Leaderboards and Tournanaments Tutorial - Game Walkthrough
Our sample game implements three screens (Android Activities):
Splash Screen: set the player name and launch the game.
Question/answer screen: presents a question and four possible answers. This screen loops until the player answers three questions.
Leaderboard: displays a list of players sorted by high score.
The Tournament Integration document describes the general workflow of how to integrate Leaderboards and Tournanaments into a game. We will implement a subset of this workflow.
When the splash screen is loaded, we check to see if a player name has been saved from a previous session (all persistent game state will use Android's SharePrefs facility.) If the player name is available, we check to see if the player has been registered. We do this by saving the token that the API sends in response to Register Player. No token means that we need to register the player.
Next, we use the player token to authenticate. If this is not the first time the player has played, we may already have a valid session id. If not, we call Authenticate Player to get a new session. Sessions expire periodically, so a real game would need to do a little more work to verify the validity of the session. Once we have a valid session, we enable the button to allow the player to begin a game.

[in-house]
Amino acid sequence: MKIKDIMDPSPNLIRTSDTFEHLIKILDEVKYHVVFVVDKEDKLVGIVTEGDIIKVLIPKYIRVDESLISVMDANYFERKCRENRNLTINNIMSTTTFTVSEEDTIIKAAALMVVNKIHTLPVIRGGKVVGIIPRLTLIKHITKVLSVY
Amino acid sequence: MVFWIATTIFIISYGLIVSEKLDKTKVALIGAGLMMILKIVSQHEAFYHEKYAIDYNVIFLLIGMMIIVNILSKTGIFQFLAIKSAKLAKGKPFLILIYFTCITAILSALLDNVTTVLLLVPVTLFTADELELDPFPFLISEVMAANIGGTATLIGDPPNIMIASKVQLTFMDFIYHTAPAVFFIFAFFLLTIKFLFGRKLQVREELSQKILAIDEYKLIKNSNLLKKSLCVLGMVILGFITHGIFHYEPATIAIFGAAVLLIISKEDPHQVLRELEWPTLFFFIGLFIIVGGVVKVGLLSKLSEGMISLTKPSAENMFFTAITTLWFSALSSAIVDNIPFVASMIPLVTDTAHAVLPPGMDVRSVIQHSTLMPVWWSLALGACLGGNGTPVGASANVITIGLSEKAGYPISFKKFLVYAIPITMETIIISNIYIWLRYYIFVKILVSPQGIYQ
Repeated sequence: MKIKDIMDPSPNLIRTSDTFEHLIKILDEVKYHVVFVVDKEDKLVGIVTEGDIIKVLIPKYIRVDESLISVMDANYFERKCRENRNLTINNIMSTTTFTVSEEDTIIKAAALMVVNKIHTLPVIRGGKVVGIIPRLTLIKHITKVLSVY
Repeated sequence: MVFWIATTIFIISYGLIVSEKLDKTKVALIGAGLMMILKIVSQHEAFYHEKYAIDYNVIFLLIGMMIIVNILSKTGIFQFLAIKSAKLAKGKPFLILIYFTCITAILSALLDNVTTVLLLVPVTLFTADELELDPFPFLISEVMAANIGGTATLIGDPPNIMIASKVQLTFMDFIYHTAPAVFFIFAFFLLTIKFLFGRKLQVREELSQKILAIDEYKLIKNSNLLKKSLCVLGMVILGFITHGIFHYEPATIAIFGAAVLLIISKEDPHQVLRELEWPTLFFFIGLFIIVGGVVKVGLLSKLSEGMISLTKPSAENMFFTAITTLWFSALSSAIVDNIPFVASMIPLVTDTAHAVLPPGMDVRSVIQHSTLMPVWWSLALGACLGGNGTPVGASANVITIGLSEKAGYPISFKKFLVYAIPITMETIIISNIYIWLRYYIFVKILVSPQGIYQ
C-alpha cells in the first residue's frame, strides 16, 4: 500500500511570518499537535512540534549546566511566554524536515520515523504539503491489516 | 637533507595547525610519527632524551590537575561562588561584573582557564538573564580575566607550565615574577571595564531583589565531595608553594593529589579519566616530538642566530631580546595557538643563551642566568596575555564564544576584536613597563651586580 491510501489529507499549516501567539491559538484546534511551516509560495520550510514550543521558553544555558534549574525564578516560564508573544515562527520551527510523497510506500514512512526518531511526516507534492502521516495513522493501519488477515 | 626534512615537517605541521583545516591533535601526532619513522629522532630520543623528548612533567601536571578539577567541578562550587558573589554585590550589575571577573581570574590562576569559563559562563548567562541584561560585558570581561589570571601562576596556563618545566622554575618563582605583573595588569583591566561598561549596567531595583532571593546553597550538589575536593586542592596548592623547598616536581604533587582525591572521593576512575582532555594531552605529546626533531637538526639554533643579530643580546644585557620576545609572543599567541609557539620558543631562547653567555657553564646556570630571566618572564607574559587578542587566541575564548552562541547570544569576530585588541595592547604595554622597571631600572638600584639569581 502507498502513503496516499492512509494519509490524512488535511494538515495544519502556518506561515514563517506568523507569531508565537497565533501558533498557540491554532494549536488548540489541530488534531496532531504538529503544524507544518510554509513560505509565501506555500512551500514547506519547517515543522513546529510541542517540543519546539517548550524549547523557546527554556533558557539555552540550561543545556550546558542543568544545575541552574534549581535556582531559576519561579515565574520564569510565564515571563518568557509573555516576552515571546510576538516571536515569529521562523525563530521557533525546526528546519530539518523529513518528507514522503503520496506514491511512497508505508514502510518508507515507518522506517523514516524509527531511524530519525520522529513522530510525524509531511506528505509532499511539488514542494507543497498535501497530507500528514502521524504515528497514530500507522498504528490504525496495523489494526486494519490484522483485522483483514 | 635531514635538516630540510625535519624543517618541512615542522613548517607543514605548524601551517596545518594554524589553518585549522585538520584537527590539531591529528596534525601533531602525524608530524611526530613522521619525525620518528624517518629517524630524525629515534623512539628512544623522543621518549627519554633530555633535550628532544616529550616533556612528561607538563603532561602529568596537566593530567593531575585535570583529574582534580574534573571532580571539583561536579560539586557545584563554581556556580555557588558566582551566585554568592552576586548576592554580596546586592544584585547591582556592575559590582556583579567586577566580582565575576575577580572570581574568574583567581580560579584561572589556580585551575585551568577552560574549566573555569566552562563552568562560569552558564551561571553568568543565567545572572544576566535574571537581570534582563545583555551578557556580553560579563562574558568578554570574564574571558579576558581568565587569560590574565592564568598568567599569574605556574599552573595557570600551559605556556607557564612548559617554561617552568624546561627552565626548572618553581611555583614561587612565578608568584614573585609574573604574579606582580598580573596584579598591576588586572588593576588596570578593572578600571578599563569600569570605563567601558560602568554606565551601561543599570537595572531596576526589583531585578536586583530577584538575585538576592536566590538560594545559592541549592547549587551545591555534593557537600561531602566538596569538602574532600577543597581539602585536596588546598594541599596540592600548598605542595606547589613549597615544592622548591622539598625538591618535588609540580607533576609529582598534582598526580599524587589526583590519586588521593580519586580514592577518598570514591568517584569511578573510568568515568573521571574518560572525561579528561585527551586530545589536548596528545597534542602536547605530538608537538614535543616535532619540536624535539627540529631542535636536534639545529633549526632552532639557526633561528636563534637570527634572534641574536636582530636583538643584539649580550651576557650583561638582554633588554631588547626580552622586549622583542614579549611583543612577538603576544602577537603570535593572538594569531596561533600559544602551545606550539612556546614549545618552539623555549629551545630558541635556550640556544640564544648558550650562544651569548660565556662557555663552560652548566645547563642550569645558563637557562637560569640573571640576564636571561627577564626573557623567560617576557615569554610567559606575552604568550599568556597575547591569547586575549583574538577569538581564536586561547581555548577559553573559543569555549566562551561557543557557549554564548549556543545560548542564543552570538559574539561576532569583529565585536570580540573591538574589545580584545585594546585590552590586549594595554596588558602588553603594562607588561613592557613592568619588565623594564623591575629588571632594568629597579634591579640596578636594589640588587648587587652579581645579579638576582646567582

Enter Tournament or Match
The player must enter the competition before the player can submit a score. To enter the first time, we call Enter Tournament. For subsequent attempts, we call Enter Match. To keep the tutorial as simple as possible, we hardcoded our tournament into the game. However, in a real game, the player can view the list of tournaments that they can enter. Depending on game style, it may make sense to enter a competition at other times during game play, but the simplest approach is to enter the tournament before playing.
Submit a Score
After a game session is complete and a final score can be calculated, we can submit that score to Leaderboards and Tournanaments.
Get a Leaderboard
Finally, once the score is submitted, we can request a leaderboard for the competition. This will return a list of players and their scores, ordered by score. We display this list on the leaderboard screen of our game.
APIs Not Covered in this Tutorial
This tutorial does not cover the topic of prizes. Because we are simply using an open-ended tournament to get a leaderboard, we will not award prizes.
To award prizes in your game, you must create the prizes and associate them with a tournament. The prizes are then awarded when the tournament concludes. There is nothing particularly complex about prizes and implementation is a natural progression to what this tutorial provides.
We will start with game source code without any Leaderboards and Tournanaments integration, which can be found here. We will begin the integration by adding tasks to register and authenticate the player.